In biblical times, artisans played a vital role in community life.
Potters, carpenters, leatherworkers, silversmiths, tentmakers and weavers provided necessary goods and services. The market hosted stall after stall of the wares from these skilled workers. Knowledge and tools were passed through generations and apprenticeships.
Most artisans oversaw every step of their production process. A hunk of clay did not arrive via the mail service. It was dug up locally. The potter mixed it with water and additives, such as ground limestone if the item would be made into a cooking crock and needed to withstand extreme temperatures.
Tentmakers and leatherworkers worked the hides. They skinned and removed the hair, beat and tanned it pliable, soaked it, and occasionally dyed it. Scholars note that the steps in this process were so, um, pungent that tanners had to work outdoors and downwind of the town! With the leather prepared, the artisan could them create tents, belts, helmets, shoes, and more.
Carpenters had to be a sturdy lot. Cutting down trees, laying timbers for buildings, and swinging an ax required much strength and endurance. Carpenters developed their skills to also create furniture, chests, and objects for the home. Expert carvers added elaborate engravings to some pieces.
Into this world, Jesus came. Much conversation exists among some scholars as to Jesus’ occupation. Before he began traveling to spread the Good News of the Kingdom, he was a carpenter as his earthly father was before him. (Matthew 13:55 and Mark 6:3)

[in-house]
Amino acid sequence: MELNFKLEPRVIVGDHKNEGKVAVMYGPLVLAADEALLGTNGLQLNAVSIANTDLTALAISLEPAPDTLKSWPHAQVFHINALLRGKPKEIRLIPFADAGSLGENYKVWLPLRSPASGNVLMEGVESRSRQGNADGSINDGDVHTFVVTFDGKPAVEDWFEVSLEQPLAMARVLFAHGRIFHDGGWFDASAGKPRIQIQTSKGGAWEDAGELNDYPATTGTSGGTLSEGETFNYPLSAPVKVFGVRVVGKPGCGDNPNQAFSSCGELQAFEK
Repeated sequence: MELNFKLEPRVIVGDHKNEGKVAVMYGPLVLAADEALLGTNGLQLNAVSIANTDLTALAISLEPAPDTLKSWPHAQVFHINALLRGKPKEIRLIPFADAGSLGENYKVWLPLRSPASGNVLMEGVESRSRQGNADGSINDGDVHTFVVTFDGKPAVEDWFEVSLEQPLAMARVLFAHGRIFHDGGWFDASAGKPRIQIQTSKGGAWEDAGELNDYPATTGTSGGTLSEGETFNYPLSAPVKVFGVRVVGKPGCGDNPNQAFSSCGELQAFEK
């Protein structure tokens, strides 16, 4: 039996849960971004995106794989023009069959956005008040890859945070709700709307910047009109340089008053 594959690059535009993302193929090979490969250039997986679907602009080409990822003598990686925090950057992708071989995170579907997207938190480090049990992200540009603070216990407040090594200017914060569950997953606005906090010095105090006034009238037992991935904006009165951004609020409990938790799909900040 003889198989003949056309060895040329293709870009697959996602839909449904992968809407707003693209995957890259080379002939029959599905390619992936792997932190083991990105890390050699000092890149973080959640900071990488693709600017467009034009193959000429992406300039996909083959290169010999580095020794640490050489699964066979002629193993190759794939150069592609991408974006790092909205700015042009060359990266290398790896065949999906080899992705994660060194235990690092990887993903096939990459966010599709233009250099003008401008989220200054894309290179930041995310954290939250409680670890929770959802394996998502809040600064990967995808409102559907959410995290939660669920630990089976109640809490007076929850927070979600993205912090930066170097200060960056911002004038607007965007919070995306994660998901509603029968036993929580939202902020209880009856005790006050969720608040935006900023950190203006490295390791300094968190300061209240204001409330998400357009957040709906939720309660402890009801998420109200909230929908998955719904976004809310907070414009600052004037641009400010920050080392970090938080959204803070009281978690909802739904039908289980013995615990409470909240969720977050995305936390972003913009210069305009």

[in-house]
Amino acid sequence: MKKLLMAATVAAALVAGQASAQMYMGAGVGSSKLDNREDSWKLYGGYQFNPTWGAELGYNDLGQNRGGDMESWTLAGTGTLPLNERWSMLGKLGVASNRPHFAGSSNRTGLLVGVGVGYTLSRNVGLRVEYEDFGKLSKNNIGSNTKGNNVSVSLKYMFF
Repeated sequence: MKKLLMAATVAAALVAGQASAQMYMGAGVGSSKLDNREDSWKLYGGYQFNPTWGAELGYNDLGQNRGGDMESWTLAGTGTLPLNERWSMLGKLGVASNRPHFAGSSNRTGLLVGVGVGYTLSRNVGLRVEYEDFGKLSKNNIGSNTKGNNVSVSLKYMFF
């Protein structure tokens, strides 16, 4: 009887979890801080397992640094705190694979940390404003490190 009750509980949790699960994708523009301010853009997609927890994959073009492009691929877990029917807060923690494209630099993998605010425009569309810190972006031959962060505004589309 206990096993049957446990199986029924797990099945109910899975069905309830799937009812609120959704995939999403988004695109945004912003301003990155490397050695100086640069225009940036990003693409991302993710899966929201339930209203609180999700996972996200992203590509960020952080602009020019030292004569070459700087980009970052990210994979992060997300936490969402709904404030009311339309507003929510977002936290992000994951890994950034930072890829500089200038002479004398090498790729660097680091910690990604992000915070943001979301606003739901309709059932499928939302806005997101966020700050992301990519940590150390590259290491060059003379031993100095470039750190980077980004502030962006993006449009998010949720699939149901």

In the Greek, the word is tekton; it is mostly translated as “carpenter”. Recently, however, some scholars have suggested that tekton could better be translated as builder or maker but not necessarily of wood. Whether wood or iron, chairs or bridges, it remains that Jesus is described as a tekton. He is a builder…creator.
The Word-made-flesh once again creating.
Jesus lived and walked among us. He became fully aware of the smallest details of life. I wonder how many storage boxes he made? Jesus spoke frequently about storing stuff. He was quite aware of people’s need for more boxes!
How many yokes and plows did he make? He uses his familiarity in parables of farmers plowing and illustrations of relationships unequally yoked. Maybe Jesus crafted doors and gates. He would go on later to declare “I am the gate.” (John 10:9)
Although Jesus never had to wrestle with a computer hard drive crash or a broken refrigerator or a car that failed inspection, we can be assured that he wrestled with the struggles of everyday life.
People disappoint, tools fail, schedules slip…no matter what year in the story we live. Jesus is fully aware of our troubles. We can be confident in His understanding and grace as we call out to Him!
One final thought: Just as He joined pieces of wood together, the earthly life of Jesus restored our relationship with the Father. The Carpenter now calls you and me to be a part of the restoration project.